Department for Business, Innovation and Skills


The Department for Business, Innovation and Skills (BIS) was a ministerial department of the United Kingdom Government created on 5 June 2009 by the merger of the Department for Innovation, Universities and Skills (DIUS) and the Department for Business, Enterprise and Regulatory Reform (BERR). It was disbanded on the creation of the Department for Business, Energy and Industrial Strategy on 14 July 2016.[2]

Department for Business, Innovation and Skills
Welsh: Yr Adran Fusnes, Arloesi a Sgiliau
Department for Business, Innovation and Skills logo.svg
Лондан. 2014. Жнівень 26.JPG
Department overview
Formed5 June 2009
Preceding Department
Dissolved14 July 2016
Superseding agency
JurisdictionUnited Kingdom
Headquarters1, Victoria Street, London
Annual budget£16.5 billion (current) and £1.3 billion (capital) for 2011-12 [1]
Child agencies

Secretaries of State for Business, Innovation and SkillsEdit

Name Portrait Took office Left office Length of term Political party Prime Minister
The Lord Mandelson   5 June 2009 11 May 2010 11 months and 6 days Labour Gordon Brown
Vince Cable   12 May 2010 12 May 2015 5 years Liberal Democrats David Cameron
Sajid Javid   12 May 2015 14 July 2016 1 year, 2 months and 3 days Conservative David Cameron

The Permanent Secretary was Sir Martin Donnelly.


Some policies apply to England alone due to devolution, while others are not devolved and therefore apply to other nations of the United Kingdom. The department was responsible for UK Government policy in the following areas:[3]


Economic policy is mostly devolved but several important policy areas are reserved to Westminster. Further and higher education policy is mostly devolved. Reserved and excepted matters are outlined below.


Reserved matters:[4]

The Scottish Government Economy and Education Directorates handle devolved economic and further and higher education policy respectively.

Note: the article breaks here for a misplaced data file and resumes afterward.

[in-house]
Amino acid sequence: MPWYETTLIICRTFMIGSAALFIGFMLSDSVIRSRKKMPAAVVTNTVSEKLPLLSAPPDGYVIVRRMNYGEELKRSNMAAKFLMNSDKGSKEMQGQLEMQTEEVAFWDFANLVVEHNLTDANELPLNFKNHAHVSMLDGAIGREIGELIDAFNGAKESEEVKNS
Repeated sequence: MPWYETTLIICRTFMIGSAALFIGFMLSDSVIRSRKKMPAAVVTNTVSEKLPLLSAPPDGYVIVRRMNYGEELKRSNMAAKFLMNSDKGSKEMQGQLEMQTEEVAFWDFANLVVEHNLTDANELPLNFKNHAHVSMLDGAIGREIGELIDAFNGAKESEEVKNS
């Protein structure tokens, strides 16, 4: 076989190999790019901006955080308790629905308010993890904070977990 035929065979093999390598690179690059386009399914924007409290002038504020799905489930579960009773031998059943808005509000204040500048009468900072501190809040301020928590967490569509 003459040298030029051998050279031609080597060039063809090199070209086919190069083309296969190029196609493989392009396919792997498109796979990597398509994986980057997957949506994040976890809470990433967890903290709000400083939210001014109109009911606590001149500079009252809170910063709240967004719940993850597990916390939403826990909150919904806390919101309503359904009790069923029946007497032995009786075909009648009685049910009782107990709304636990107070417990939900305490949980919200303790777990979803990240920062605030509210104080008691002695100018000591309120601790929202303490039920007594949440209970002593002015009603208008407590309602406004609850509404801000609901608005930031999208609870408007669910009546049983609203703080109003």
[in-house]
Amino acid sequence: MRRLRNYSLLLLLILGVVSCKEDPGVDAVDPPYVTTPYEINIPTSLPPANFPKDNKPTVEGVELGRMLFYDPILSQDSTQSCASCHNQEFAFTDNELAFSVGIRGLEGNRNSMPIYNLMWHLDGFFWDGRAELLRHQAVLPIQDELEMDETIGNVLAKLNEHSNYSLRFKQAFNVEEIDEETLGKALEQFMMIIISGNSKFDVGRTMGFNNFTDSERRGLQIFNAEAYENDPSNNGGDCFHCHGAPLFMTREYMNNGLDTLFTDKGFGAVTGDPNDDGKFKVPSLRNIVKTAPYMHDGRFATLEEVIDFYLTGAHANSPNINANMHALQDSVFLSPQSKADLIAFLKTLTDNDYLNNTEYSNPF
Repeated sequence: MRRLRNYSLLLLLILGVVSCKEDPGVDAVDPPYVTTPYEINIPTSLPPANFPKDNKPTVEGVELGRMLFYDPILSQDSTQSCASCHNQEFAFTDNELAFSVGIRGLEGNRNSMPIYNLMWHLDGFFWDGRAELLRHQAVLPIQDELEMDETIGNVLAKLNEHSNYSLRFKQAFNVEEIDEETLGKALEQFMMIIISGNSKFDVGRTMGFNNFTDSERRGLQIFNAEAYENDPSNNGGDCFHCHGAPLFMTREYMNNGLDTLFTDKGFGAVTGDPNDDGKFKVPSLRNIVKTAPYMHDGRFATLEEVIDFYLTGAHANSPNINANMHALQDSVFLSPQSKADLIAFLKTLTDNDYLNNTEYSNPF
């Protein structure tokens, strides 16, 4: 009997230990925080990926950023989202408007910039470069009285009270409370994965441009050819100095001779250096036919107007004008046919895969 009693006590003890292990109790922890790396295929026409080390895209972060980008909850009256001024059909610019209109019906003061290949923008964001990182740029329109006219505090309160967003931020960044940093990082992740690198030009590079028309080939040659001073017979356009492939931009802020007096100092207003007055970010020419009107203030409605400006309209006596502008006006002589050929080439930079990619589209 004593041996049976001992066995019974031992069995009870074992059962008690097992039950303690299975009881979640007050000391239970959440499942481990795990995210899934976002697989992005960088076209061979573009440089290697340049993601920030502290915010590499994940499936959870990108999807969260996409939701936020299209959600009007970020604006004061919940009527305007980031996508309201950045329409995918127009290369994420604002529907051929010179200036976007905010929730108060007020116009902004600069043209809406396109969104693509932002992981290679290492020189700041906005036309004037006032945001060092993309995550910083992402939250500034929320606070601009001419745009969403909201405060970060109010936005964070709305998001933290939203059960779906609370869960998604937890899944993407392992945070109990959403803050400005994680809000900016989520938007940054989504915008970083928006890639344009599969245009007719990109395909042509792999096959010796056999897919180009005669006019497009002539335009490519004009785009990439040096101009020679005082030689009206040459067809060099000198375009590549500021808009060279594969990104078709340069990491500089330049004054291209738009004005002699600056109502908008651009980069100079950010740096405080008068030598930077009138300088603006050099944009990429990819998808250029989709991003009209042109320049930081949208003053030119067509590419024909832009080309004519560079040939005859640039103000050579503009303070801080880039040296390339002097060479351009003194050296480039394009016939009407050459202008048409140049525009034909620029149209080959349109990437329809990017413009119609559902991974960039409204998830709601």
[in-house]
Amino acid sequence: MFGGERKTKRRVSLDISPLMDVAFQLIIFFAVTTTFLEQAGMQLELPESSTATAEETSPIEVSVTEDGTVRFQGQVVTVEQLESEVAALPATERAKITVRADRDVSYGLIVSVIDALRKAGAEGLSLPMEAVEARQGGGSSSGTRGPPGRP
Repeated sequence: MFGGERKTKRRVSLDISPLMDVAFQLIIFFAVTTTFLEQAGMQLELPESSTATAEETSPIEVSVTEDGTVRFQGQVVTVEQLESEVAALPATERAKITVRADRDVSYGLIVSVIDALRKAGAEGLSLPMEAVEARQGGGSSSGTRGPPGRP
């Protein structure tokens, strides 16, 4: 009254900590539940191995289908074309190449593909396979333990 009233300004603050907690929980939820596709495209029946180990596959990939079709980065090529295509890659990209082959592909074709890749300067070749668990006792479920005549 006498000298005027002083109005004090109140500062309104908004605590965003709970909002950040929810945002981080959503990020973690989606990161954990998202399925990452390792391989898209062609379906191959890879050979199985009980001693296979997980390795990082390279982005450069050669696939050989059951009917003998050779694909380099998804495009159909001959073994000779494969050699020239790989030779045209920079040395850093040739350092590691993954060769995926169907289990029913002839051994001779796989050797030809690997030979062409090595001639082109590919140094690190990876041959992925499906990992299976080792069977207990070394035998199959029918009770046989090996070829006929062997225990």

Northern Ireland

Reserved matters:[5]

Excepted matter:[6]

The department's main counterparts are:[7]


Under the Welsh devolution settlement, specific policy areas are transferred to the Welsh Government rather than reserved to Westminster.


  1. ^ Budget 2011 (PDF). London: HM Treasury. 2011. p. 48. Archived from the original (PDF) on 1 August 2011. Retrieved 30 December 2011.
  2. ^ Prime Minister's Office: Changes to the machinery of Government Archived 8 June 2009 at the Wayback Machine
  3. ^ "Department for Business, Innovation and Skills". Retrieved 18 July 2016.
  4. ^ "Scotland Act 1998, Schedule 5, Part II". Retrieved 4 December 2012.
  5. ^ "Northern Ireland Act 1998, Schedule 3". 25 June 1998. Retrieved 4 December 2012.
  6. ^ "Northern Ireland Act 1998, Schedule 2". 25 June 1998. Retrieved 4 December 2012.
  7. ^ "Departments (Transfer and Assignment of Functions) Order (Northern Ireland) 1999". 5 October 2012. Retrieved 4 December 2012.

External linksEdit

  • Official website
  • Archived Website

Precursor departments:

  • Department for Business and Regulatory Reform (BERR) Archived Website
  • Department for Innovation, Universities and Skills (DIUS) Archived Website